Pulmonary cryptococcosis

Pulmonary cryptococcosis is a form of pulmonary fungal infection caused by Cryptococcus gattii and C. neoformans. The respiratory tract is the principal route of entry for infection via inhalation of fungal spores.

For a general discussion of infection with this organism, please refer to the article cryptococcosis.

Cryptococcosis predominantly occurs in immunocompromised patients but can also be seen in immunocompetent hosts, particularly, those exposed to avian (e.g. pigeon) droppings. The spectrum of pulmonary cryptococcosis depends on the host's defenses.

The presentation of pulmonary cryptococcosis can range from asymptomatic nodular disease to severe acute respiratory distress syndrome (ARDS) 3:

In the immunocompetent host the pulmonary infections normally are asymptomatic, in contradistinction to the immunocompromised patient, in whom cryptococcal infection is most often symptomatic, and commonly disseminates to the central nervous system, skin, and bones 1.

Overall, approximately one-third of patients are asymptomatic.

Symptoms range from a mild cough and low-grade fever to acute presentation with high fever and severe shortness of breath.

The method of entry is usually by inhalation of cryptococcal particles into the lungs, causing pulmonary infection. Spores are found worldwide in soil contaminated by avian droppings.

Serum cryptococcal antigen (sCRAG) levels are helpful in diagnosis and follow-up.

In general, there are several CT patterns that can be seen:

  • clustered nodular pattern: most prevalent 4
  • solitary pulmonary nodule or mass with or without cavitation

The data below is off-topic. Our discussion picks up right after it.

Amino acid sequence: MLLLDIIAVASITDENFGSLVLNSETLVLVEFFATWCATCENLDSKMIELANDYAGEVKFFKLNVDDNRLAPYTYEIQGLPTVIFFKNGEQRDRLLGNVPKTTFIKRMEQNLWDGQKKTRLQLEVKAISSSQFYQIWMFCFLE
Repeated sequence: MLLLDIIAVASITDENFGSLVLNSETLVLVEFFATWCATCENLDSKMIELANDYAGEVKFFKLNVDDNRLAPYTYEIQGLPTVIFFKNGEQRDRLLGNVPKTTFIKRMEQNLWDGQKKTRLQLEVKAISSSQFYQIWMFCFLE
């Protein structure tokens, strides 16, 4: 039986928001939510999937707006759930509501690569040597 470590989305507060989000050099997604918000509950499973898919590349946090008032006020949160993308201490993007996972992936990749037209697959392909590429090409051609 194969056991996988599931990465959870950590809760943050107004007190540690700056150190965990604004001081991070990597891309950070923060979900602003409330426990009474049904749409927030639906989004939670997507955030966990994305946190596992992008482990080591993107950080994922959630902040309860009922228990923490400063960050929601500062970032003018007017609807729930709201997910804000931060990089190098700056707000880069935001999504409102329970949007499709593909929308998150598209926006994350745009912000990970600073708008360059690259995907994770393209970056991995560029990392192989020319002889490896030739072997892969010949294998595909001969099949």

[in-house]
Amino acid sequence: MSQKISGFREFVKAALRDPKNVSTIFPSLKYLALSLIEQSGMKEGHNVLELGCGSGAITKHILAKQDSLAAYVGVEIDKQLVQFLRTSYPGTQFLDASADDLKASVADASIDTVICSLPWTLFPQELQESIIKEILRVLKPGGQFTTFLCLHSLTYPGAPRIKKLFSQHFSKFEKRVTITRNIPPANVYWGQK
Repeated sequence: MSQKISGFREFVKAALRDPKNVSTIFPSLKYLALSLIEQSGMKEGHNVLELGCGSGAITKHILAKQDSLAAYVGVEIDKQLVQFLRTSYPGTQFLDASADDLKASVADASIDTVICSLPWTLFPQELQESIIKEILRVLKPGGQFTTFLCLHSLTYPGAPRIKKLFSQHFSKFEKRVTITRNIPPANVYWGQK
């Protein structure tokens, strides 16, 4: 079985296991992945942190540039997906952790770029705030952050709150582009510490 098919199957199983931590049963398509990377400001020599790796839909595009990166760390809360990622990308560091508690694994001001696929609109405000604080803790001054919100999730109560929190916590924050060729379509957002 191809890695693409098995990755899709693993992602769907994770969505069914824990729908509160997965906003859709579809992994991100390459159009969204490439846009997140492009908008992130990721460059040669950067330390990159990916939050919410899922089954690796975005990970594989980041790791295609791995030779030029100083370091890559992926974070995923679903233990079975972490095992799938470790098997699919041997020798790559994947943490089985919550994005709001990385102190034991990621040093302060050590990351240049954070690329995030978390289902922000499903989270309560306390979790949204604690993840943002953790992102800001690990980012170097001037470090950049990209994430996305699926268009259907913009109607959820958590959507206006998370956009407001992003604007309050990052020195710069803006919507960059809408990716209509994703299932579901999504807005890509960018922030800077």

• scattered nodules
  • peribronchovascular consolidation

The most common CT findings in immunocompetent patients with pulmonary cryptococcosis are pulmonary nodules. The nodules are most often multiple, smaller than 10 mm in diameter, and well-defined with smooth margins. The nodules usually involve less than 10% of the parenchyma and tend to be distributed peripherally (up to 65% 16) in the middle and upper zones. Where there are multiple nodules, they are usually bilateral 2. Associated cavitation may be seen in up to 40% of cases 8. Occasionally, unusual presentation such as large cavities may be seen 13.

Cavitations within nodules/masses tends to be more frequently present in immunocompromised patients than in immunocompetent patients 16.

FDG PET-CT may play a complementary role to CT 6 and ~60% of patients show higher FDG uptake than the mediastinal blood pool 4.

  • antifungals such as oral fluconazole or intravenous amphotericin B
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Article information

rID: 16417
System: Chest
Synonyms or Alternate Spellings:
  • Pulmonary cryptococcus infection
  • Lung involvement in cryptococcosis
  • Pulmonary involvement in cryptococcosis
  • Pulmonary cryptococcal infection
  • Pulmonary cryptococcal infections
  • Cryptococcal infection of the lung
  • Cryptococcal infection of the lungs

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Cases and figures

  • Case 1: with cavitatory nodule
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  • Case 2
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  • Case 3: cryptococcal granuloma - right base
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  • Case 4: biopsy proven
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  • Case 5
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  • Case 6
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  • Case 7
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  • Case 8: lung transplant
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